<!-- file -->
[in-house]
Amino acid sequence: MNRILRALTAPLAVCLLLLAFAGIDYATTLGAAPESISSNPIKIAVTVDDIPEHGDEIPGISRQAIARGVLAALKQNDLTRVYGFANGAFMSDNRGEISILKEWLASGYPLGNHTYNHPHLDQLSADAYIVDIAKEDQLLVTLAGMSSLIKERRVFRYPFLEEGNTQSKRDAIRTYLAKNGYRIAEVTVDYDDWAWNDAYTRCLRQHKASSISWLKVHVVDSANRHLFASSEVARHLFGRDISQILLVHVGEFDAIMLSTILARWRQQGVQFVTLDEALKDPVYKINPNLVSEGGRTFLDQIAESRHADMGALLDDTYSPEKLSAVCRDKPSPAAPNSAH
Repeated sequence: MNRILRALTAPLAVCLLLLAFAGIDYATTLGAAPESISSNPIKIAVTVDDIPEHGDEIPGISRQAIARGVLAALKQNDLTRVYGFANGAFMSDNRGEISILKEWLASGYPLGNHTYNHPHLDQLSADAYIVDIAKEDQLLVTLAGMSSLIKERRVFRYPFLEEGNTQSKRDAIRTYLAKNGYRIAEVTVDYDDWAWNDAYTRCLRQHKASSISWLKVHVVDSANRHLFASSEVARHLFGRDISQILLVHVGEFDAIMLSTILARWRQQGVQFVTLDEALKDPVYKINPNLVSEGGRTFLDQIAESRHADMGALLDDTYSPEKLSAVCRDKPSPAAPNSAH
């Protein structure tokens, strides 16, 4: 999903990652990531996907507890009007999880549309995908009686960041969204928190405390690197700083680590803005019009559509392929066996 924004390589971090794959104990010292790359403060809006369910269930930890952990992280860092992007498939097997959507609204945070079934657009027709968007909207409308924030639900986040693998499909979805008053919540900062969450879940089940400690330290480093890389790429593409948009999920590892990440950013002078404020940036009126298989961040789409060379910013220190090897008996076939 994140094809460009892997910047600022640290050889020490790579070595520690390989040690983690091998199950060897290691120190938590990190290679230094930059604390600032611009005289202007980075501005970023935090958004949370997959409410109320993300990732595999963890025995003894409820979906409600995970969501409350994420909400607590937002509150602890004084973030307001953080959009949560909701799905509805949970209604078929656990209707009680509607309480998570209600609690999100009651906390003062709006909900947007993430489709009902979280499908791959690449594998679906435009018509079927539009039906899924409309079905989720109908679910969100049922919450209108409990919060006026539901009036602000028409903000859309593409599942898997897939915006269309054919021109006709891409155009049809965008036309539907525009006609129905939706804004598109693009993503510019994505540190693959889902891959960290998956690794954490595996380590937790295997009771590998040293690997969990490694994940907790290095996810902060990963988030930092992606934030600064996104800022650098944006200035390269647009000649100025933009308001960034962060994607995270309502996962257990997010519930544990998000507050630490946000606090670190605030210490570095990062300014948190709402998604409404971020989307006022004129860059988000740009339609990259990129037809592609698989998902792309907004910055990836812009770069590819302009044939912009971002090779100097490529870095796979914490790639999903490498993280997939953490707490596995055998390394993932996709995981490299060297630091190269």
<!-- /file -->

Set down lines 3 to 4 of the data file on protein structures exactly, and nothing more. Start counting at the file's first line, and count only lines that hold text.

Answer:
Repeated sequence: MNRILRALTAPLAVCLLLLAFAGIDYATTLGAAPESISSNPIKIAVTVDDIPEHGDEIPGISRQAIARGVLAALKQNDLTRVYGFANGAFMSDNRGEISILKEWLASGYPLGNHTYNHPHLDQLSADAYIVDIAKEDQLLVTLAGMSSLIKERRVFRYPFLEEGNTQSKRDAIRTYLAKNGYRIAEVTVDYDDWAWNDAYTRCLRQHKASSISWLKVHVVDSANRHLFASSEVARHLFGRDISQILLVHVGEFDAIMLSTILARWRQQGVQFVTLDEALKDPVYKINPNLVSEGGRTFLDQIAESRHADMGALLDDTYSPEKLSAVCRDKPSPAAPNSAH
């Protein structure tokens, strides 16, 4: 999903990652990531996907507890009007999880549309995908009686960041969204928190405390690197700083680590803005019009559509392929066996 924004390589971090794959104990010292790359403060809006369910269930930890952990992280860092992007498939097997959507609204945070079934657009027709968007909207409308924030639900986040693998499909979805008053919540900062969450879940089940400690330290480093890389790429593409948009999920590892990440950013002078404020940036009126298989961040789409060379910013220190090897008996076939 994140094809460009892997910047600022640290050889020490790579070595520690390989040690983690091998199950060897290691120190938590990190290679230094930059604390600032611009005289202007980075501005970023935090958004949370997959409410109320993300990732595999963890025995003894409820979906409600995970969501409350994420909400607590937002509150602890004084973030307001953080959009949560909701799905509805949970209604078929656990209707009680509607309480998570209600609690999100009651906390003062709006909900947007993430489709009902979280499908791959690449594998679906435009018509079927539009039906899924409309079905989720109908679910969100049922919450209108409990919060006026539901009036602000028409903000859309593409599942898997897939915006269309054919021109006709891409155009049809965008036309539907525009006609129905939706804004598109693009993503510019994505540190693959889902891959960290998956690794954490595996380590937790295997009771590998040293690997969990490694994940907790290095996810902060990963988030930092992606934030600064996104800022650098944006200035390269647009000649100025933009308001960034962060994607995270309502996962257990997010519930544990998000507050630490946000606090670190605030210490570095990062300014948190709402998604409404971020989307006022004129860059988000740009339609990259990129037809592609698989998902792309907004910055990836812009770069590819302009044939912009971002090779100097490529870095796979914490790639999903490498993280997939953490707490596995055998390394993932996709995981490299060297630091190269």